The Medical Payments section includes coverage to pay medical expenses for persons accidentally injured on your property regardless of fault. Medical expense payments do not apply to your injuries or those of family members living with you or to activities involving you’re at home business.

As with every home owners insurance policy there are exclusions. A typical homeowner’s insurance policy does not cover injuries to animals, damage to motor vehicles, aircraft, and parts. Nor do they typically cover losses due to floods, mudslides, water damage from sewer backups, damage resulting from war or nuclear hazard, neglect, earthquakes, power failures, seepage, dry rot, or vermin.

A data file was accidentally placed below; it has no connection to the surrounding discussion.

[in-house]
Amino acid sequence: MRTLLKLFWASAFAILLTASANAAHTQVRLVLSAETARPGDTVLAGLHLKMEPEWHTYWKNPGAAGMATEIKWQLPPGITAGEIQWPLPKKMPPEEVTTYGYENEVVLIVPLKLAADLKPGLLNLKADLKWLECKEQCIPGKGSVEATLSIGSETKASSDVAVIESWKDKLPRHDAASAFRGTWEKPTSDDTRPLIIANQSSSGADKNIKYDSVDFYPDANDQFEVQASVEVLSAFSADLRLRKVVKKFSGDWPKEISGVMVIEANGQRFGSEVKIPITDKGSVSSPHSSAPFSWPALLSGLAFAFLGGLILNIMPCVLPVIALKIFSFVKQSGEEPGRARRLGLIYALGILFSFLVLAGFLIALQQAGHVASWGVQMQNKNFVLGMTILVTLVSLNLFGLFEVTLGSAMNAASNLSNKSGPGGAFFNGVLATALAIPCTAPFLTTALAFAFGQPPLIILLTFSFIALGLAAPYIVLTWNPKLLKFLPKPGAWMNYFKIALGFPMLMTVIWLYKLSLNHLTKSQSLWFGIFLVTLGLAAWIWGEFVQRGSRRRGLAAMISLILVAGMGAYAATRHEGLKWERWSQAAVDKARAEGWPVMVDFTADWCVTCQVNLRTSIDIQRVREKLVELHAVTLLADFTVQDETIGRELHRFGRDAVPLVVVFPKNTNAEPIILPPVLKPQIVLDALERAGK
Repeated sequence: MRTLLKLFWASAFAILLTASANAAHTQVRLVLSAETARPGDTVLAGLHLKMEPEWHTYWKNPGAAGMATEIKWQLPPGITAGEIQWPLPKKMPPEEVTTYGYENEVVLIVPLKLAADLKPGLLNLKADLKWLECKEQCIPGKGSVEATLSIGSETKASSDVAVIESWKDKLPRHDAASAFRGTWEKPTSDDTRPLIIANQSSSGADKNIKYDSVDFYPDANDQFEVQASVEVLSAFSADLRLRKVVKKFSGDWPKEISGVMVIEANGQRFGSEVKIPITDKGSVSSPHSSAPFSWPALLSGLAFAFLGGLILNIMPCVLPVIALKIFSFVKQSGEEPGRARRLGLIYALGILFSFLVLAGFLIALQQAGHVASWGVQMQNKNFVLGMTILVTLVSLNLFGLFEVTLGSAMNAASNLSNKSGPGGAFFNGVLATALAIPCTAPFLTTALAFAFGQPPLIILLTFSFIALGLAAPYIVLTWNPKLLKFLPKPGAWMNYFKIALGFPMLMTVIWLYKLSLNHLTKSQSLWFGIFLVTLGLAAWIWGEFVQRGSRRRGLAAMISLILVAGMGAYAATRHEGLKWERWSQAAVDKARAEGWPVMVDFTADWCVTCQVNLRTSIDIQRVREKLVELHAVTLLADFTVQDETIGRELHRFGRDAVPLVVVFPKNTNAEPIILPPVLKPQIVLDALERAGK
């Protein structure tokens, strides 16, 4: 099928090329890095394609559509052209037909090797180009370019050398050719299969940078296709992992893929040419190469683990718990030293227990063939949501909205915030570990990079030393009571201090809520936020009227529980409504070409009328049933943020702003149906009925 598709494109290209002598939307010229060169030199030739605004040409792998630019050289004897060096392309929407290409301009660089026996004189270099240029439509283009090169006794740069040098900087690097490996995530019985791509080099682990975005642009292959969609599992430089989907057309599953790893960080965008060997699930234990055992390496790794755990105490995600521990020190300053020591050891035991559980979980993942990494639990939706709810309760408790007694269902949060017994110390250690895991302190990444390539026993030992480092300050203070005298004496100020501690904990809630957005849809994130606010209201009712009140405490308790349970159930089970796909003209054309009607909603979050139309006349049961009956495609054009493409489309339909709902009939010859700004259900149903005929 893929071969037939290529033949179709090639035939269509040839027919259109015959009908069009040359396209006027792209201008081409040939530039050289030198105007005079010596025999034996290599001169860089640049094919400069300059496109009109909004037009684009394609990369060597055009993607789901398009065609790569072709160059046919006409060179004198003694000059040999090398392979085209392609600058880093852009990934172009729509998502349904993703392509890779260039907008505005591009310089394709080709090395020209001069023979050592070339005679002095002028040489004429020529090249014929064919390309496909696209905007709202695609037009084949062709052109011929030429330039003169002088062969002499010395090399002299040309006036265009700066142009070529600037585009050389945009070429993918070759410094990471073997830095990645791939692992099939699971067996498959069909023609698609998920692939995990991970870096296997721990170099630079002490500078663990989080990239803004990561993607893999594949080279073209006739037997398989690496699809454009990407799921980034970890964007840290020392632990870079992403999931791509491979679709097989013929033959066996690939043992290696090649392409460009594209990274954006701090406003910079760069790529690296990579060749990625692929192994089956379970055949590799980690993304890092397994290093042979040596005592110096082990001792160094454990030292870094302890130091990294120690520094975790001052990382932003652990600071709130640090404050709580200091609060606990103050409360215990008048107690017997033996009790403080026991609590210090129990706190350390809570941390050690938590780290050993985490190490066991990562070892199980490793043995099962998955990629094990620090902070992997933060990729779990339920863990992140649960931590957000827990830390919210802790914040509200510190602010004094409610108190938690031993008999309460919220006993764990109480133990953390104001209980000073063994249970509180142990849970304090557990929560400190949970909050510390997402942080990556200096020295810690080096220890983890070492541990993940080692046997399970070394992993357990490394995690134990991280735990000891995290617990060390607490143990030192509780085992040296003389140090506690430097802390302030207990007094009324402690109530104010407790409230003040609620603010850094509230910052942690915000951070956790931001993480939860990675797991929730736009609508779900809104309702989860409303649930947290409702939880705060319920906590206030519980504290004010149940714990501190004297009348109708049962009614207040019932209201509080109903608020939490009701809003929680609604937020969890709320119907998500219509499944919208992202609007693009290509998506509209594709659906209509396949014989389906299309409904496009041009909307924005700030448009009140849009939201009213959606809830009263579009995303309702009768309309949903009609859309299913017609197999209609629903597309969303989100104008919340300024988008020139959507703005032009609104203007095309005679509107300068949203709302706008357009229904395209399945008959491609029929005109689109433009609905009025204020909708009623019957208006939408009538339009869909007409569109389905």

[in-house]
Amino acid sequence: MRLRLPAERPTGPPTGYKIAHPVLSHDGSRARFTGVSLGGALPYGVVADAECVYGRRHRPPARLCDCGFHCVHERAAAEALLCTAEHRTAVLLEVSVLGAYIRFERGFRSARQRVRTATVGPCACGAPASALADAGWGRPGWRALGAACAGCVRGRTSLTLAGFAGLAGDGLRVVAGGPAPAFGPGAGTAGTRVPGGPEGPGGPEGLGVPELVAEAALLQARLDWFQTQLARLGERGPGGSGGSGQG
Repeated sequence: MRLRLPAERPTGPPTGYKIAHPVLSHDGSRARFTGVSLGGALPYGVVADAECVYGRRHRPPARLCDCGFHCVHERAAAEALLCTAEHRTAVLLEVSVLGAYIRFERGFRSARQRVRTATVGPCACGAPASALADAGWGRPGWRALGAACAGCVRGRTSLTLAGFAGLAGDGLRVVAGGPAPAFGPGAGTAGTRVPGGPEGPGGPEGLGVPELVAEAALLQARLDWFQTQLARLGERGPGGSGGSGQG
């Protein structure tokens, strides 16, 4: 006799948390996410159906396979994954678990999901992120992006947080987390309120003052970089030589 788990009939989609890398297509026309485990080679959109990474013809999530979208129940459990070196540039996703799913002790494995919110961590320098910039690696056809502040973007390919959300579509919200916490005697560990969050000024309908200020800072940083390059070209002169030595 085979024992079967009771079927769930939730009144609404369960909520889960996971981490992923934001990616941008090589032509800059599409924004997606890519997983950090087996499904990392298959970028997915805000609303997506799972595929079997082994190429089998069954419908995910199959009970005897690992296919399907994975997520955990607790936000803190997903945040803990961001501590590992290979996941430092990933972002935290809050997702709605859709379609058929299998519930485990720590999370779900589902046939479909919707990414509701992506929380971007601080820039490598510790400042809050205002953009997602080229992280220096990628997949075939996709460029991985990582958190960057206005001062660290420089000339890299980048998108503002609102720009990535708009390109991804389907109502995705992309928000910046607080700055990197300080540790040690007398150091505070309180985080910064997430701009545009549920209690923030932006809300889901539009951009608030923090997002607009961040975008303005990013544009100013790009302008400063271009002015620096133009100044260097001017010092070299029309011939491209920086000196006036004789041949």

All homeowner’s insurance policies have different covered perils and exclusions so one will want to make sure to check with their home insurance policy to verify all coverage’s for their individual policy.


3-      Beyond the typical homeowners policy, there are several extra endorsements that are optional.  Are there any of these endorsements that you recommend people to purchase?

Endorsements can also be added to your home owner insurance policy at an additional cost to provide extra protection. Examples of endorsements include:

  • Guaranteed replacement cost coverage will pay the cost to rebuild your home as long as you have met the requirements of your home insurance policy.
  • Inflation Guard increases the amount of your home owner insurance to keep up with inflation so that you can maintain adequate coverage to replace your home in the event of a loss.